Women in tech-entrepreneurship and tech-business
China has a strong “SHE-economy”. On aggregate, women currently contribute about 41 percent to China’s GDP, a higher percentage than in most other countries, including the US.  Consequently, more and more tech companies focus on women-oriented products or services, after seeing the huge market potential of China’s “SHE-economy”.
China has a strong “SHE-business power”. As one example, about 53 percent of American technology companies have women in top positions (C-level). In China, it’s closer to 80 percent, according to a survey by Silicon Valley Bank among their 900 clients across the US, the UK and China. 
China also has a strong “SHE-brain power”. According to the Education Statistical Data of China (2017), the share of female students at the undergraduate level was 53 percent, 50 percent at the master’s level and 39 percent at the Ph.D. level.  These are high figures in an international comparison. However, the proportion of men is much higher in STEM subjects — science, technology, engineering, and math  and less than one third of female students in China undertake STEM-related degrees. 
So, are Chinese women holding up half of the sky in China? The knowledge-intensive and disruptive transformation empowered by the rapid advancement in digital technologies and artificial intelligence (AI) makes China’s economy and its innovation landscape both unique and highly dynamic. An increasingly important and pertinent question is how this transformation and technology development can influence gender equality in China, i.e. Chinese women’s possibility and capability to engage and to be empowered?
When the International Women’s Day is approaching, here are some interesting facts and our thoughts related to Chinese women in business, higher education and research that we would like to share with you. In this first part, let us look at some facts on and examples of China’s women business leadership and entrepreneurship.
The digital economy accounted for about 32 percent of China’s GDP in 2017, according to the China Internet Plus Index Report. When we talk about China’s digital economy, we cannot miss to look at large digital tech companies and service providers, such as BAT (Baidu, Alibaba and Tencent) and Didi (China’s Uber):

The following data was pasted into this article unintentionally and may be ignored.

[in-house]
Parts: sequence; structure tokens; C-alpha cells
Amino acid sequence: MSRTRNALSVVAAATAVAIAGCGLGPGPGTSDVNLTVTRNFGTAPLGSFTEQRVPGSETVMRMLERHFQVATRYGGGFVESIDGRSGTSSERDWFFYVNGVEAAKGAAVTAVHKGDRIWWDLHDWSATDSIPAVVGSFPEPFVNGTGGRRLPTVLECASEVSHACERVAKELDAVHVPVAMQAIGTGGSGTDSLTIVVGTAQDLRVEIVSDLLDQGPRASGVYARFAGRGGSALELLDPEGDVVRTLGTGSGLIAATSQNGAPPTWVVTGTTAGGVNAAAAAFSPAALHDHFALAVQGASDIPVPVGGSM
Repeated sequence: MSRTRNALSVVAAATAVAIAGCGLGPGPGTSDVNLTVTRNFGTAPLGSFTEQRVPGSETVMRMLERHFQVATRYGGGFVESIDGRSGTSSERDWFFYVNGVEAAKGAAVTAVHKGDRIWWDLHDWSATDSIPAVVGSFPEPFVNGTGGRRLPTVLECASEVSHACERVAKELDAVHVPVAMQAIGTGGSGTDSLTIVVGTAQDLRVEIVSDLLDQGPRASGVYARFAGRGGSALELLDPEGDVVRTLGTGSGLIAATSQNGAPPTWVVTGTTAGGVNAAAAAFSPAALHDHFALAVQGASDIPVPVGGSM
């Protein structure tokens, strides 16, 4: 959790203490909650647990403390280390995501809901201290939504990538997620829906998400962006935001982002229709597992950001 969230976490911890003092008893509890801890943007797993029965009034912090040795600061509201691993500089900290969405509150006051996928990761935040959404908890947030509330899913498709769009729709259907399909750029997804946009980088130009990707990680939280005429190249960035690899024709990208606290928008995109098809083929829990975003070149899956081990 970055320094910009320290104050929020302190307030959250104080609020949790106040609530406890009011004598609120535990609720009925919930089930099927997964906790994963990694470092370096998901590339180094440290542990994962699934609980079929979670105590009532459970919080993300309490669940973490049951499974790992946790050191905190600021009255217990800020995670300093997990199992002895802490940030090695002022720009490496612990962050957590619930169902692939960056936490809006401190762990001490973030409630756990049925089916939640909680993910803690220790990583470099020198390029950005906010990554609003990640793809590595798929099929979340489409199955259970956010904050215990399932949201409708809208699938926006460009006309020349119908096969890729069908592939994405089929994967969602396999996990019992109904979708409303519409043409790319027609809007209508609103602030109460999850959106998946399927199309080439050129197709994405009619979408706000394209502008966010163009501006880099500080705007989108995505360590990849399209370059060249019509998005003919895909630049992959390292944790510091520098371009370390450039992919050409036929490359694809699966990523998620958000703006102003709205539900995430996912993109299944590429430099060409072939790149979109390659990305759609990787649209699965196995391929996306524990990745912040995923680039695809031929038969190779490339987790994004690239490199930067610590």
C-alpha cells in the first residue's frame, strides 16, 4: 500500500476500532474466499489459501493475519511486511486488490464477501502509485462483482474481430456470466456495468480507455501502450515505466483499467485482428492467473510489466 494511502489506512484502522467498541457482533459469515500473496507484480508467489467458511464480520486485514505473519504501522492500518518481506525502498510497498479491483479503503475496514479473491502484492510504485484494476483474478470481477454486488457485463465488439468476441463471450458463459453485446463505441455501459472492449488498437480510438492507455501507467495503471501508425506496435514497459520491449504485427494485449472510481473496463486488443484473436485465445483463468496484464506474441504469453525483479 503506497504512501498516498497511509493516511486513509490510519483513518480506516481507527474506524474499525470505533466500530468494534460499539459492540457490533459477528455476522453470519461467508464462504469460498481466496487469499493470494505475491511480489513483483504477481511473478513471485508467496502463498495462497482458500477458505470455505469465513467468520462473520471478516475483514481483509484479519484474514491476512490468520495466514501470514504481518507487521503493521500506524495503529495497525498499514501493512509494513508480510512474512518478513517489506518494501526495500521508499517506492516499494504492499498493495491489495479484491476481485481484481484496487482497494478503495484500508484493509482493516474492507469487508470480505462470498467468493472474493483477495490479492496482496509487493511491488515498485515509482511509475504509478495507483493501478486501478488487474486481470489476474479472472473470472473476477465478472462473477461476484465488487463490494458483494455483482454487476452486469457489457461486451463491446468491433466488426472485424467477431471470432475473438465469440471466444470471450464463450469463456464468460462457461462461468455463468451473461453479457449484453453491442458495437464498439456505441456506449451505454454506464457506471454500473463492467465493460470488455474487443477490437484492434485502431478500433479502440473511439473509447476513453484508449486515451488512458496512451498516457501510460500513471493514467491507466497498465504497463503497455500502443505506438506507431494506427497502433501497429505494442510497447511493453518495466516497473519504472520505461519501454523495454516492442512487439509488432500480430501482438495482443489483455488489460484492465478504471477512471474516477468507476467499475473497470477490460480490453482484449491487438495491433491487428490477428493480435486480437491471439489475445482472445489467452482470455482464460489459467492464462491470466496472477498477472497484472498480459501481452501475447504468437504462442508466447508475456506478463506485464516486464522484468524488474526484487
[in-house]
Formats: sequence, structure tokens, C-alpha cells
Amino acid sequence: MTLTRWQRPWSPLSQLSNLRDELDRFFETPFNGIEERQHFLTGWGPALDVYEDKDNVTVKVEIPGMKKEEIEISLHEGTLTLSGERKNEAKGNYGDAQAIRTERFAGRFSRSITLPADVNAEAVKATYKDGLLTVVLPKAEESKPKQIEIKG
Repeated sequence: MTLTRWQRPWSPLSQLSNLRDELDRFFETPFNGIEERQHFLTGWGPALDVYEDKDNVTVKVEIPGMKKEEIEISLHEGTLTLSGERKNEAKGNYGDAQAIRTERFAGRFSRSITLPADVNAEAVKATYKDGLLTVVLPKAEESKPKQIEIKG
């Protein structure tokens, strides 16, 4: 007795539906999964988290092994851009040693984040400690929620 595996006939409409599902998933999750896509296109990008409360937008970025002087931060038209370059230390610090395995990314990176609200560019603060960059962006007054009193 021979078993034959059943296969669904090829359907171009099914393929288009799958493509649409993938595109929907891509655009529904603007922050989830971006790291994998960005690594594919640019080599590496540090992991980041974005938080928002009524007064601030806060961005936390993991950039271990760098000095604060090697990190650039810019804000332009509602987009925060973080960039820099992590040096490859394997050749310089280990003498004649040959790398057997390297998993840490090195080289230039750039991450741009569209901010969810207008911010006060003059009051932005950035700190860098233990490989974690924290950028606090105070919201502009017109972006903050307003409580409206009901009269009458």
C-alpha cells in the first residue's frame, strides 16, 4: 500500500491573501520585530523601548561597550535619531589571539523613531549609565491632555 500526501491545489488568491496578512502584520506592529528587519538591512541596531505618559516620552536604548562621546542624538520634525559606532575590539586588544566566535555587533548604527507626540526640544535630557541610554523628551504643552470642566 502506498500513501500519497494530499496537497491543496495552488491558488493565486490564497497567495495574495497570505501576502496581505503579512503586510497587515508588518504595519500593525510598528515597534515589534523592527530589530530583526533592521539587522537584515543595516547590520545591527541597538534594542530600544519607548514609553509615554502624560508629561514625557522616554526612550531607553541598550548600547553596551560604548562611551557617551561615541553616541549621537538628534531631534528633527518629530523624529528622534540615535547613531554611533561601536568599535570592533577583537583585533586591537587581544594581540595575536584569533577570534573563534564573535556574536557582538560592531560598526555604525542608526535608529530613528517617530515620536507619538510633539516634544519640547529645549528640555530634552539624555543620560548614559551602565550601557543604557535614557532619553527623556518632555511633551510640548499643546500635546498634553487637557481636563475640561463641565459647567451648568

- Baidu has about 40,000 employees and 45 percent of them are female. Among all employees, over 50 percent of them are technology and R&D focused. 34 percent of tech-specialized employees are female.
- Alibaba Group has over 50,000 employees and women account for 47 percent of the total. One third of Alibaba Group founders and senior management executives are women.
- The president and CFO of Didi is a woman, Jean Liu. 40 percent of Didi’s employees are female while women hold 20 percent of senior management positions.
“I was struck by how many of the C-level officers running Chinese companies were women. And how many of them were CEO, COO, CFO, or even CTO”. — Sara Lacy, The Atlantic
However, as shown in the Global Gender Gap Report (GGGP 2018),  China is only ranked No. 103 among 149 countries included. The overall economic participation and opportunity and health and survival for women are ranked low as well as educational attainment, particularly in terms of literacy rate and enrolment in primary education. Interestingly, among all the sub-rankings of different aspects of gender equality, both China and Sweden actually are two most advanced countries in the world in two particular aspects, namely “professional and technical workers” and “enrolment in tertiary education”.
Indeed, higher education and technology, particularly digital technologies have empowered China’s women entrepreneurs more than ever. Many Chinese female entrepreneurs believe that the digital economy lowers entry barriers and provides a more gender-neutral business environment (36Kr and Girlup).  The BAT provides an important enabling ecosystem for their business.
The education-dividend and digital-dividend, undoubtedly, give us many inspirations and role-models for how gender equality could be improved. They represent a new generation of women entrepreneurship, moving from “poverty push” and “survival driven” towards “opportunity pull” and “skill-driven”.
These inspiring role-models and exceptional success stories are indeed a promising kick-start to narrow gender gaps on the long and demanding journey of enhancing women’s economic participation and opportunity as well as their education attainment.
A much broader inclusiveness and a much bolder approach to changing the traditional perceptions of the role of women in family and in society are needed if women in China, in Sweden and in the world, together, to hold up half of the sky. Or simply put “we must raise both the ceiling and the floor”. 
Nannan Lundin & Jessica Zhang
 Education Statistics, 2017. Ministry of Education of China.
 Sheryl Sandberg, “Lean in: women, work and the will to lead”.